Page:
Here we go:

--- /dev/null
+++ b/app/Http/Middleware/MultisiteMiddleware.php
@@ -0,0 +1,36 @@
+namespace App\Http\Middleware;
+use Illuminate\Support\Facades\App;
+use Closure;
+class MultisiteMiddleware
+    /**
+     * Handle an incoming request.
+     *
+     * @param  \Illuminate\Http\Request  $request
+     * @param  \Closure  $next
+     * @return mixed
+     */
+    public function handle($request, Closure $next)
+    {
+        $sites = collect(config('multisite.sites'));
+        $defaultSite = $sites->firstWhere('default', true);
+        $currentSite = $sites->get($request->subdomain(), $defaultSite);
+        // put this subdomain in the `env`
+        putenv('SUBDOMAIN=' . $currentSite['domain']);
+        // make it easier to access the current site config
+        config()->set('multisite.active', $currentSite);
+        // finally, set the app locale so translations load correctly
+        App::setLocale($currentSite['locale']);
+        return $next($request);
+    }

We got our new middleware, so we can enable it in the HTTP kernel array:

--- a/app/Http/Kernel.php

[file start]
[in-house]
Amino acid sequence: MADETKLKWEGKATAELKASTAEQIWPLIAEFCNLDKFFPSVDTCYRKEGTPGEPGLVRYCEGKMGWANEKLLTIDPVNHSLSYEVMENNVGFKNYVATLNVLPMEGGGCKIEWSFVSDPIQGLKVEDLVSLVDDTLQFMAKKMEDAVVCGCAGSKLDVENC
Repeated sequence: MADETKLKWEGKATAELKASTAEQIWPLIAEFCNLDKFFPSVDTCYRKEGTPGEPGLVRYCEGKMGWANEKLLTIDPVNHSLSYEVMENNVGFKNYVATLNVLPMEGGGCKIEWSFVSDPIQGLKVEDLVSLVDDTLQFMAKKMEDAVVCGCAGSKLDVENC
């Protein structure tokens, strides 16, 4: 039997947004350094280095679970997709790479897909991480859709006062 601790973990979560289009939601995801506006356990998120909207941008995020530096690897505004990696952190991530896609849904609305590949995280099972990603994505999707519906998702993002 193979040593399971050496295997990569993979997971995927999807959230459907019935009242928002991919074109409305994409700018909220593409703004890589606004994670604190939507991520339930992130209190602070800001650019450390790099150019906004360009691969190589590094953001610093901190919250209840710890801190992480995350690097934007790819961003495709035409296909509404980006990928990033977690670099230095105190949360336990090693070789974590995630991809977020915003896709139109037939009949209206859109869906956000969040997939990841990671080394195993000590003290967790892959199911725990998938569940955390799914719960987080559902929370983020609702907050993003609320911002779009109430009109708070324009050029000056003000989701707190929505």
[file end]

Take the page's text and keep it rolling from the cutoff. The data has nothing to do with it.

+++ b/app/Http/Kernel.php
@@ -14,6 +14,7 @@ class Kernel extends HttpKernel
      * @var array
     protected $middleware = [
+        \App\Http\Middleware\MultisiteMiddleware::class,

Great! When we make requests now, the config('multisite.active') is going to return a matched value from the multisite config. If the subdomain doesn’t match, it will just return the default site config. In our case, the en one.

Since we are setting the locale, we are going to need to make sure there are translations available for all our text. We do this by adding new language files. These files are PHP files that just return plain arrays. These files go under resources/lang/{locale}. So for English (locale is en) we put our files under resources/lang/en and for French (or fr), we put the files under resources/lang/fr.

--- /dev/null
+++ b/resources/lang/en/multisite.php
@@ -0,0 +1,11 @@
+return [
+    'site_title' => 'English Multisite',
+    'site_label' => 'English',
+    'welcome' => 'Welcome',
+    'welcome_message' => 'Welcome to the site. You can change the locale by changing to a supported subdomain.',
+    'switch_site' => 'Switch site',
--- /dev/null
+++ b/resources/lang/fr/multisite.php
@@ -0,0 +1,11 @@
+return [
+    'site_title' => 'Multisite Français',
+    'site_label' => 'Français',
+    'welcome' => 'Bienvenue',
+    'welcome_message' => 'Bienvenue sur le site. Vous pouvez changer les paramètres régionaux avec le sous-domaine.',
+    'switch_site' => 'Changer de site',

We access these files in a similar way to a config value. We can use the trans function, or we can use the @lang blade directive. Either way, they take a string that represents the path to our array value that we want.